DOE VISIT — Deputy Secretary of the U.S. Department of Energy David Turk speaks with NJUS's Ken Morton during his visit to Nome.

US Dept. of Energy Deputy Secretary visits Nome, Teller

David Turk, the deputy secretary for the U.S. Department of Energy, stopped in Nome and Teller during a visit to Alaska last week.
Recent legislation has put more federal funds toward the clean energy transition, and Turk said the major purpose of his visit was to spread the word about various DOE programs that consumers and businesses alike could take advantage of.
As the DOE also has been involved in funding development of domestic supply chains of battery materials important for that energy transition, the deputy secretary and his delegation met with Graphite One.
“What we’re trying to do is make sure everybody all across the country, including people who need it the most, benefit from a lot of those resources,” Turk said in an interview with the Nugget. “When you think of parts of the country where people are paying too much for their energy, and a large portion of their income is going to electricity or heating, you certainly think of Alaska.”
Turk said he felt it was an honor to be in his position at a time when the federal government is charged with implementing historic legislation, such as the Inflation Reduction Act and the Bipartisan Infrastructure Law. These two bills gave the government “a lot more tools in the tool belt” to build a clean energy economy, Turk said.
Some of those tools are massive in scale. For instance, the Bipartisan Infrastructure Law gave the DOE a $8 billion program to develop regional clean hydrogen hubs across the country. The same law also gave the DOE $2.8 billion in grants that it distributed last year to 20 companies that are working on expanding domestic manufacturing of batteries for electric vehicles.
Graphite One is proposing a mine in the Kigluaik Mountains to extract graphite, an essential component of lithium-ion batteries used in electric vehicles. Mike Schaffner, Graphite One’s senior vice president of mining, previously told the Nugget that the company had applied for that first round of grants and didn’t receive one but planned to apply for future DOE opportunities. Turk said a second tranche of grants would be available for companies to apply to soon.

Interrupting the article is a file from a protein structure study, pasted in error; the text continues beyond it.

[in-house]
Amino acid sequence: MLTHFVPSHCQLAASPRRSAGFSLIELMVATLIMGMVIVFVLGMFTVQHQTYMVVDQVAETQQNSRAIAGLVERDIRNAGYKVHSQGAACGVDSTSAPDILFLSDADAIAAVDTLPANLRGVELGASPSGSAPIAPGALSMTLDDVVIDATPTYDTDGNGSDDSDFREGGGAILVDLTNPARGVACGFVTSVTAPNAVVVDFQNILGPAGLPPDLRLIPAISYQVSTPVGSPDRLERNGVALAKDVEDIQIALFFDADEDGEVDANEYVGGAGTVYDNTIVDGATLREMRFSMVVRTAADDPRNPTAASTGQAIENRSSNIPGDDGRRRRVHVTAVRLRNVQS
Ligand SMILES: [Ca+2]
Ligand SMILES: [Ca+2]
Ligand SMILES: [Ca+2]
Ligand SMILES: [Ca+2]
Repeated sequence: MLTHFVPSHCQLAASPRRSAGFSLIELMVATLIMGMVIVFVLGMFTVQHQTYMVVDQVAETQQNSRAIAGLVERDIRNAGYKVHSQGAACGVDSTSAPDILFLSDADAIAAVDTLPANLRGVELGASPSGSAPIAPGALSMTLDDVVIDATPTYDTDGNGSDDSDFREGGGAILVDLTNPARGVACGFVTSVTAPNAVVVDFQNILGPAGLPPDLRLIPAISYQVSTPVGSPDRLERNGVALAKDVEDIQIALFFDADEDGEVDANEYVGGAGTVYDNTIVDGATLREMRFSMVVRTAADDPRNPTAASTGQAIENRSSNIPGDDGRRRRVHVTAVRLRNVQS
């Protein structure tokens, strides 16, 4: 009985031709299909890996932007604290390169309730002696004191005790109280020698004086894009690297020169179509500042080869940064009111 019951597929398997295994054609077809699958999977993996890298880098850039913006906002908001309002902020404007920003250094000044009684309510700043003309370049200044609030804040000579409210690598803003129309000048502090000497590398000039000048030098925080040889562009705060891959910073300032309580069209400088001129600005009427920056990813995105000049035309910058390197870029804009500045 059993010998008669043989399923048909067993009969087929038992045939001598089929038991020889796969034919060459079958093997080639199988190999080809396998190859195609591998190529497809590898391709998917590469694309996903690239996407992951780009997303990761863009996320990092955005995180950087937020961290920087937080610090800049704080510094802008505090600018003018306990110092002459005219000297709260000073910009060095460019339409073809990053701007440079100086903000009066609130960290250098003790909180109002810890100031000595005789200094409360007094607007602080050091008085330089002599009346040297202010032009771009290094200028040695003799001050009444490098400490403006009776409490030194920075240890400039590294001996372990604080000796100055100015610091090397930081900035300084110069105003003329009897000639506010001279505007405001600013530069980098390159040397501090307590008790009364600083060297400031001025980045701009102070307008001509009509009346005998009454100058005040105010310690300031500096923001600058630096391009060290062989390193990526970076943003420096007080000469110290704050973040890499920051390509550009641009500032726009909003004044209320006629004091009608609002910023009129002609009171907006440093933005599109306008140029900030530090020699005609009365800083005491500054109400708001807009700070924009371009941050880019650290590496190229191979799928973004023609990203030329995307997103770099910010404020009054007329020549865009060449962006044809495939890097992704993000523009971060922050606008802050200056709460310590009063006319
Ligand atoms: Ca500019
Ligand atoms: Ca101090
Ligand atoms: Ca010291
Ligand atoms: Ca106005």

“It’s been quite impressive to see how much that federal funding is leveraging private sector investment,” Turk said. He added that the DOE has a loan program that companies can apply for outside of this grant application cycle.
“This is the program that, back in the day, provided Tesla a loan when it needed it the most,” Turk said. “Elon Musk doesn’t always highlight the fact that he got a loan from the federal government that allowed him to do what he’s done, and he’s paid back that loan. Obviously, that was a phenomenal investment for taxpayers to build out that capability here in the U.S. The loan program is in discussions with a number of companies.”
Turk said that there are several reasons the U.S. wants to mine, manufacture and produce materials such as graphite products domestically.